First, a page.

You can see the description of our Spring class by clicking on its title in the sidebar to the left.
This weeks readings have been shorter than usual, but they cover a crucial turning point in the narrative. The early Jesus movement moves from Judea to Syria, then into the wider Greco-Roman world. Join us this morning for a discussion of this geographical shift and what it implies about the author’s goals for the book as a whole.
Gonzalez talks about this passage as a “conversion” story, but his comments on action in response to reading reveal that at some level he knows that the text is really about calling, and not conversion. Krister Standahl wrote an article in 1963 (The Harvard Theological Review, Vol. 56, No. 3) that shook the world of Pauline studies by questioning the notion that Paul ever had a conversion experience in the traditional way of understanding such experiences. While he certainly had a serious reorienting of his thinking, he appears to have never given up his Jewish faith.
Acts 9:1—9, rather, speaks of Paul’s calling to a new mission—a reorienting of his commitment to the God of Israel, not a rejection of his Jewish faith in favor of a new Christian faith. He continued to attend synagogue services and observe Jewish tradition, and he stopped persecuting his fellow Jews for their faith in Jesus. He accepted the call of God to minister among the Gentiles without insisting that they become Jews.
Note the parallels between this story about Paul and other call narratives in the Bible such as the appearance of God to Moses in the burning bush. Moses hears the voice of God, but sees only a burning bush. Paul hears the voice of Jesus, but sees only a bright light. Both Moses and Paul are presented as abandoning their current plans in order to take on a significant call to action.
As I read González’s treatment of Acts 8:26—40 this week, I was struck by how odd his view of baptism sounded in this passage. Of course his view that “baptism is the act of incorporation into the people of God that is the church” is good reformed theology (Methodist, Lutheran, Presbeterian, etc.), but it seems ill-fitted to the context here. The text does not mention a congregation. It says nothing directly or indirectly about the wider Church. It mentions no one other than Philip, the eunuch, and the Holy Spirit. In this context, what meaning of baptism is implied?
Our class now has a Facebook page. You can find it here: facebook.com/bibleatbinkley.
In this story the author uses the word “save” to describe what has been done to the lame man healed in 3:1—10. Gonzalez assumes that what the author meant by “save” was to “give meaning to life.” Does Gonzalez’s view fit the context of that healing story?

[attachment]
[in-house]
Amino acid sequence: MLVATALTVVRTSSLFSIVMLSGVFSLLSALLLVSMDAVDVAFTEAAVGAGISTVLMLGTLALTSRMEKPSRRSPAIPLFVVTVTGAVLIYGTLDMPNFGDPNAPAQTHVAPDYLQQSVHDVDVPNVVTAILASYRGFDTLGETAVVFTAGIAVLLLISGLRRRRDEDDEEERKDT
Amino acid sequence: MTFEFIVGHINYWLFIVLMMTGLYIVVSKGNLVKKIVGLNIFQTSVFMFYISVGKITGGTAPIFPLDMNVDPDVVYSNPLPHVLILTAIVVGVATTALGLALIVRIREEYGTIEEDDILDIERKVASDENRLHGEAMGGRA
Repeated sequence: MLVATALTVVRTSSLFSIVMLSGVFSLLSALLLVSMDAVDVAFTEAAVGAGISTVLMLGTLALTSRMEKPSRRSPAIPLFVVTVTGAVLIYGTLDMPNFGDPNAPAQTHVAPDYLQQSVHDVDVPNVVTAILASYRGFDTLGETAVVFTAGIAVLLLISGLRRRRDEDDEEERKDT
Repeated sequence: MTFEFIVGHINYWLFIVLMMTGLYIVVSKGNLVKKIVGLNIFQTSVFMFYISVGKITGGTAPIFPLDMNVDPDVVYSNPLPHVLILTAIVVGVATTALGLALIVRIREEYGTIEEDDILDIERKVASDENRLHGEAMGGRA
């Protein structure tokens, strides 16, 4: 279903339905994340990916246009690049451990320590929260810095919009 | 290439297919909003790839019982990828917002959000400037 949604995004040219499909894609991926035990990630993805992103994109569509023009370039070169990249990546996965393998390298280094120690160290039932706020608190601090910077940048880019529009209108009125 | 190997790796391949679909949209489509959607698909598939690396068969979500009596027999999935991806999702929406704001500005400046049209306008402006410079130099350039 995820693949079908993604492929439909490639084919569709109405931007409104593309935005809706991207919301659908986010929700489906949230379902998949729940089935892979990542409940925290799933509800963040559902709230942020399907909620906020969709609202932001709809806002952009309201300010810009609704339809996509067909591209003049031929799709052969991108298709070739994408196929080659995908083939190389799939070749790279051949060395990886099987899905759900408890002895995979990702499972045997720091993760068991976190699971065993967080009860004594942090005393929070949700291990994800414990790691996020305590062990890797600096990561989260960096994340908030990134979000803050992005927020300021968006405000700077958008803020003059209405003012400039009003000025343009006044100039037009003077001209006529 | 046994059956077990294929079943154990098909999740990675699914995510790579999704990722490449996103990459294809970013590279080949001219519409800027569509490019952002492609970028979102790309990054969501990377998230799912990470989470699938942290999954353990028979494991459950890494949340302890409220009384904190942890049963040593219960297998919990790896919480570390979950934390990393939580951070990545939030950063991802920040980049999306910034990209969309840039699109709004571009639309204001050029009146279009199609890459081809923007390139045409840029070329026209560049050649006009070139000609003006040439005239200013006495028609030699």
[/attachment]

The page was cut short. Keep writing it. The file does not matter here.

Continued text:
What do you think the author meant by writing,
There is no salvation through anyone else; in all the world no other name has been granted to mankind by which we can be saved (4:12)
Does the traditional evangelical interpretation of salvation fit the context here? Peter’s comment comes in his defense before his accusers, who have questioned him and John about their healing of a lame man (3:1—10). Does that story of healing say anything about the lame man’s relationship with God? Would it make any sense to propose that this is what Peter means by “saved” in 4:12?
How would our interpretation of the healing story and of Peter’s defense be different if we understood what Luke meant by “save” to have more to do with healing, wholeness, and empowerment than with a personal spiritual experience?
This section of the book of Acts begins and ends with stories of the early followers of Jesus pooling their resources so that the needs of all were met, but in the last account of this we find a disturbing scene of the devastating consequences for a couple who try to cheat at this. When we gather this Sunday, we will discuss this story, but it should not overshadow the larger flow of the narrative as a whole.
Notice the ambiguity in the story regarding the deaths of Ananias and Sapphira. Does God strike them dead? What is Peter’s roll? Can their deaths be explained as self-inflicted, stress related, etc.? What is Luke trying to accomplish by including this troubling tale?
In the larger narrative from 2:43 to 5:11, notice the oscillation between courage and fear. Notice also the repeated references to the role of the Holy Spirit. What is the relationship of the Sprit to the tension between fear and boldness?
I have uploaded the presentation for today’s class on Galatians 3 and 4. You can find it here.
I have uploaded the presentation for last Sunday’s class (March 10). That day we discussed verses 1-22 of Galatians 3.
I’ve uploaded the presentation from this Sunday’s class on Galatians 2:15-21. You can find it here: http://Greek-Language.com/binkley/presentations/Galatians2.15-21